September is the tensest month. Now large enough to cover shame, fig leaves shade branches dotted with hard green fruit, and the summer sun has lost its fire. I check long-term forecasts, watch YouTube videos, demand that my husband pull up the irises that might be cooling the soil around my precious fig trees’ roots. Should I swaddle them, the way Linus used his blanket to save Charlie Brown’s Christmas tree? Bit much. Instead, I rake away mulch like a madwoman, break off leaves near the top, then glare up at the sun, willing it to heat the trees.
They are sacred. Always have been. My little guys have to start over almost from scratch after every Midwestern winter; they will never provide the kind of canopy that shaded Siddartha Gautama long enough to transform him into the Buddha. His fig tree was the Bo, or Bodhi—Ficis religiosa, which can grow ninety feet tall and live for two thousand years and has leaves shaped like hearts. But there are more than eight hundred other species of figs. Surely the leaves Adam and Eve plucked to cover themselves were larger than hearts, more like my tree’s spread out, five-lobed leaves, which are, conveniently, bigger than a human hand.
If the first couple grabbed for fig leaves when they were naked, were they reaching toward the Tree of Knowledge that Eve had just raided? I would not be at all surprised if figs, rather than apples, contained God’s knowledge. They are at once male and female, and I trust androgyny. Also, figs are not fruits at all, but hundreds of flowers turned inward.
I am damned if I will let those blossoms rot, unripened, in autumn’s chill.
One video suggests dabbing Vaseline with a Q-tip on the “eye” at the bottom of each fig, thus sealing in the methane that will cause it to ripen. Somehow this feels too clinical to me; also, the guy showed a before and after, and I could see no difference. I do have resolutions for next spring, though: more nitrogen (the nursery will think I am building a bomb), more water, more thorough pruning, a ruthless pinch of the first growth’s tips. . . .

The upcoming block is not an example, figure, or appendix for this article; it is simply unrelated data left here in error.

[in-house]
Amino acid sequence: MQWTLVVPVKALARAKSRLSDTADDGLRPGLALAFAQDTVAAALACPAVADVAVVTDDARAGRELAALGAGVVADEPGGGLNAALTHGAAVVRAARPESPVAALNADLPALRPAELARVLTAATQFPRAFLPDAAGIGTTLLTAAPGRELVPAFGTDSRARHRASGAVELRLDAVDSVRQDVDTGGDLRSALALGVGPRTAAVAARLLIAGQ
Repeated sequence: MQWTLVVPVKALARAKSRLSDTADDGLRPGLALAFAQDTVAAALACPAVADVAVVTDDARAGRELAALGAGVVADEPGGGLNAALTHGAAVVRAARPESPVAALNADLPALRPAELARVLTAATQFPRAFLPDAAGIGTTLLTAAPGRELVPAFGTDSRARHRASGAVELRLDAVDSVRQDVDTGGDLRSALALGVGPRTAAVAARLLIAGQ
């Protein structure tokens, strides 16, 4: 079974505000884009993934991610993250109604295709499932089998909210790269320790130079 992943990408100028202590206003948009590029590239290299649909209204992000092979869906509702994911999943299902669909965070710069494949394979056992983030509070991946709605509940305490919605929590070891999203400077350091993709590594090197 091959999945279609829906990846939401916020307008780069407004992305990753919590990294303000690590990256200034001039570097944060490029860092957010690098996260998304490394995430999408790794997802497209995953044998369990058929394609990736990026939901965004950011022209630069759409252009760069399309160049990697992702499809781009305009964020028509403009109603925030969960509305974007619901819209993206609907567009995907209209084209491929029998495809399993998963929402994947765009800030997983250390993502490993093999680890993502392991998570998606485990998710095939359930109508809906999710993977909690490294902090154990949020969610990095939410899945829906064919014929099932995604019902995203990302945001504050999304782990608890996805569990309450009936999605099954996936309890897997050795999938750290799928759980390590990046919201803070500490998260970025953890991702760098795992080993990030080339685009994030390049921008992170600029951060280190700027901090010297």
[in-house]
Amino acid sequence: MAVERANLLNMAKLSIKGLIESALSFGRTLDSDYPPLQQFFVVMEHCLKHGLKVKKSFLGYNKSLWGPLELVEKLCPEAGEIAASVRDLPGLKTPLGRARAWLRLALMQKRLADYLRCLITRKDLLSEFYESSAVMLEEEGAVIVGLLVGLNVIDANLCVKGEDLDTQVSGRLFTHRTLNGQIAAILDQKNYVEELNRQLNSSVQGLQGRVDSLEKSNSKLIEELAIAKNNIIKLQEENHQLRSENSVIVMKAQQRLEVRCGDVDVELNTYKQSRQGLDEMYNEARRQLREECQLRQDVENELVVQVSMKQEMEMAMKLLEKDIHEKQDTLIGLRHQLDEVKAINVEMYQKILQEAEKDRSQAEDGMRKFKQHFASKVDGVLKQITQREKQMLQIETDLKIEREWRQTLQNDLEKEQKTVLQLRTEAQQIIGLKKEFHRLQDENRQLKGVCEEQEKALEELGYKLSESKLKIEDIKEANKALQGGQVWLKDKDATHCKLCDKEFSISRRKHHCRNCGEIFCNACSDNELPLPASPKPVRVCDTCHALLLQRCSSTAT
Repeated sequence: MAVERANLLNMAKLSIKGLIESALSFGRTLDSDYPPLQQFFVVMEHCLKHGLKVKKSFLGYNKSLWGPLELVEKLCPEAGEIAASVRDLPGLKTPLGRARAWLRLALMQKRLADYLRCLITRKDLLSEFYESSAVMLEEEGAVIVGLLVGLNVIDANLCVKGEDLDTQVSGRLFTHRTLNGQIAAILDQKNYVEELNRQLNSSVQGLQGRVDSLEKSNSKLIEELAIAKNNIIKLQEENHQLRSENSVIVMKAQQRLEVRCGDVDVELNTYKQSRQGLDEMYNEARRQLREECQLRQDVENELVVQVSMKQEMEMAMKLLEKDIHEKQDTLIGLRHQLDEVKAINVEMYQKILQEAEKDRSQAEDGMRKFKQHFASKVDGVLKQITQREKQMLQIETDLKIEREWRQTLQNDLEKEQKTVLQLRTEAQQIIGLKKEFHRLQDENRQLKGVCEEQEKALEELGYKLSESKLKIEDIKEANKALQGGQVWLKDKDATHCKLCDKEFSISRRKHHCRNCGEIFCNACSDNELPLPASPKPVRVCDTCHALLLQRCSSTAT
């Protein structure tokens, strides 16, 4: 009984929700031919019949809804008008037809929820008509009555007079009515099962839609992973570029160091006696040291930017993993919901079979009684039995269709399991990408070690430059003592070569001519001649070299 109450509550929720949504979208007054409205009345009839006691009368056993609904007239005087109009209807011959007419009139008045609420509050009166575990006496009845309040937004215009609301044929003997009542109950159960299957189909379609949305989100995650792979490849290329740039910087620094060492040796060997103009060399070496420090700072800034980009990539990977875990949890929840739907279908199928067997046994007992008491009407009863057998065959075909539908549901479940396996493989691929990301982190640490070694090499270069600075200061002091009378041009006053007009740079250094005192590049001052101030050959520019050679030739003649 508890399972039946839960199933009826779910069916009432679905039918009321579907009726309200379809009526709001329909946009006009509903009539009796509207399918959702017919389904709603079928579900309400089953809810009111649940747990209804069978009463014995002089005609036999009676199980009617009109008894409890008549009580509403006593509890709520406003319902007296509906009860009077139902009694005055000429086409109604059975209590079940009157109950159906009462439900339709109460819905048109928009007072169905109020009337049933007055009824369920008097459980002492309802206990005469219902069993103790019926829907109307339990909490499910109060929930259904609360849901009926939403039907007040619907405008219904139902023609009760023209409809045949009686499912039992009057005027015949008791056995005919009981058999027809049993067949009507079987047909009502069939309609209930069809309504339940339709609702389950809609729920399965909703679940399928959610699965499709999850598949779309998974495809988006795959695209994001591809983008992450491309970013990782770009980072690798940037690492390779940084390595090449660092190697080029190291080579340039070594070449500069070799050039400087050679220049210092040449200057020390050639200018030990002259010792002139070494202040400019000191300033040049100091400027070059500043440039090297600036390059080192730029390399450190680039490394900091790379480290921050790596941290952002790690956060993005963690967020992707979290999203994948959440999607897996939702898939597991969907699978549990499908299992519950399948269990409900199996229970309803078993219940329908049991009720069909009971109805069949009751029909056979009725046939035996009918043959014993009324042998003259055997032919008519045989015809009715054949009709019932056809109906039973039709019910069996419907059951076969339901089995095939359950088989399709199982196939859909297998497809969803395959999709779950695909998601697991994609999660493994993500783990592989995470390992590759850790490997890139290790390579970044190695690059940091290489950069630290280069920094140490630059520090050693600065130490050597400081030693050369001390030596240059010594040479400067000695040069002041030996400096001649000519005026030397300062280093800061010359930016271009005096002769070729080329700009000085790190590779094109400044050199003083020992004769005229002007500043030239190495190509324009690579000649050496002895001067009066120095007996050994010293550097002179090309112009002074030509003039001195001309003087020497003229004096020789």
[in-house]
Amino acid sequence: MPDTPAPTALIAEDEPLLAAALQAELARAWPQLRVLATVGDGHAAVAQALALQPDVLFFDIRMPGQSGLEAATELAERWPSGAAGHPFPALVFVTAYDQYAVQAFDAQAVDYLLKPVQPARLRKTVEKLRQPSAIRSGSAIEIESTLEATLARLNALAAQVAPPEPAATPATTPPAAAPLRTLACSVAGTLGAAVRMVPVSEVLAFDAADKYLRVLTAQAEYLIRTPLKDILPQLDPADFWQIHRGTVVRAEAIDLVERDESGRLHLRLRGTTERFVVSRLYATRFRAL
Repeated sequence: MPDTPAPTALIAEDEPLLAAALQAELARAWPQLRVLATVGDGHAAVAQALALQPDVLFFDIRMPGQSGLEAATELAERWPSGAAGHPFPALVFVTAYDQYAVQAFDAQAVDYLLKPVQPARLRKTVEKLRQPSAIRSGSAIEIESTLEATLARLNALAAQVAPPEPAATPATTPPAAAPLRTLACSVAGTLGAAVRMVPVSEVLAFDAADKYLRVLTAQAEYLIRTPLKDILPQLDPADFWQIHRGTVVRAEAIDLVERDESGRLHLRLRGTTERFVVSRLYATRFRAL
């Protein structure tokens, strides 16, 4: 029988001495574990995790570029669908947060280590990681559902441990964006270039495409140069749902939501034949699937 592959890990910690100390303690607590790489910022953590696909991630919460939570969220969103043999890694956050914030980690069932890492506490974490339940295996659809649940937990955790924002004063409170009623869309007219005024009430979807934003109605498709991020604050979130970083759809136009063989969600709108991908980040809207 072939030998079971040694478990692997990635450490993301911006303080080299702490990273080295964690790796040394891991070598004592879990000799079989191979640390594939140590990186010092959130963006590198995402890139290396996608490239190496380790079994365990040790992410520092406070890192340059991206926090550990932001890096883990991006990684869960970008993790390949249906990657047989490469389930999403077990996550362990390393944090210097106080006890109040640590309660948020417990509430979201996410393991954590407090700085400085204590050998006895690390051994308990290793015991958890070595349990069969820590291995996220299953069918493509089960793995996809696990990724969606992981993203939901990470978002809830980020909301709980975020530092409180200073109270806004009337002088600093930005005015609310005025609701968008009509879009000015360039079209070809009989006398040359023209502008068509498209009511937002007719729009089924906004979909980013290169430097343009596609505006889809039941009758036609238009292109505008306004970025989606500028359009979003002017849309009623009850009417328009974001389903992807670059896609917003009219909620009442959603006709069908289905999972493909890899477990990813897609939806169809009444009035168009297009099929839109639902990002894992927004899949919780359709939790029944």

Are they worth all this exertion? Oh, yeah. Figs are extra, full of drama. It is said that Cleopatra ordered her suicide weapon, an Egyptian cobra, brought to her hidden in a basket of figs. Alexander the Great claimed that ten thousand of his soldiers sheltered under one fig tree. D.H. Lawrence compared an overripe, “bursten” fig to a prostitute “making a show of her secret,” but biologist Meg Lowman reveals the real secret, which I find extraordinary: Tiny fruit wasps penetrate wild figs, lay their eggs inside, then die. Mothers tend to be self-sacrificing that way. The eggs hatch, and the male and female offspring mate with one another in that moist sweet chamber, then chew an exit tunnel while enzymes dissolve their mom’s carcass.
At the end of Lowman’s piece, a horrified reader asks if this is true “for the figs that we grow and enjoy here in the U.S.”
“Be at ease,” another commenter replies. “Most of the cultivated figs grown commercially form fruit without the wasp pollinators, which could never be found in the numbers needed.”
My trees are commercial; I am almost disappointed not to participate in the alchemy by eating dissolved wasp corpses. But another commenter cheers me by noting that in several Mayan languages, the word for a fig tree, huche, means “book tree,” because the ancient Mayans beat its inner bark into paper, on which they inscribed their hieroglyphics.
I think of this when I set down my book, go outside, and walk across the yard to make my ritual check. Four figs, hanging soft and dark on the lowest branches, are ready this morning. I carry them inside reverently, cupped in both hands. Then I hold just one, its skin velvety and taut, near bursting. It weighs little, yet there is a heaviness to its bottom that Rubens would approve. If I pressed, the skin would yield; instead I bring the fig to my mouth and gently slide my teeth down, biting it in half so I can see the crimson interior. A creamy white outline, then hundreds of miniature flowers the color of sparkling rosé, patterned like lace. No hostile rind, thick peel, or hard stem need be discarded; you can pop the whole fig into your mouth and taste the light grittiness of all those blossoms, their syrupy, earthy sweetness.
Is it any wonder that the promised abundance includes not only milk and honey but vines and fig trees? Figs are a superfood, giving us copper, B6, potassium, magnesium, selenium, manganese, zinc, iron, calcium, and fiber. The tree’s milky, sticky-as-semen latex sap is rubbed on cuts and spooned to children in the Amazon to cure stomach parasites. But all of that is incidental to me. Given that three-fourths of the world’s fig species grow in tropical climes, I like to think our Chicago Hardy trees are some of the sturdiest representatives of that long and sacred history. Every fall, I fight and pray for the figs to ripen in time, and I curse when they do not, just as Jesus rather uncharacteristically cursed a barren fig tree that refused to yield fruit to him.
That tree was just outside Jerusalem. Its season had ended; Jesus could see that the earth was no longer sustaining him. Hungry and cranky, he made his next stop the Temple, where he overturned the tables of the moneylenders and yanked away the chairs of the dove-sellers.
When he next saw the fig tree, it had withered under his curse—and his own death had been put into motion.
Had the figs been ripe, could he have borne to leave?
Read more by Jeannette Cooperman here.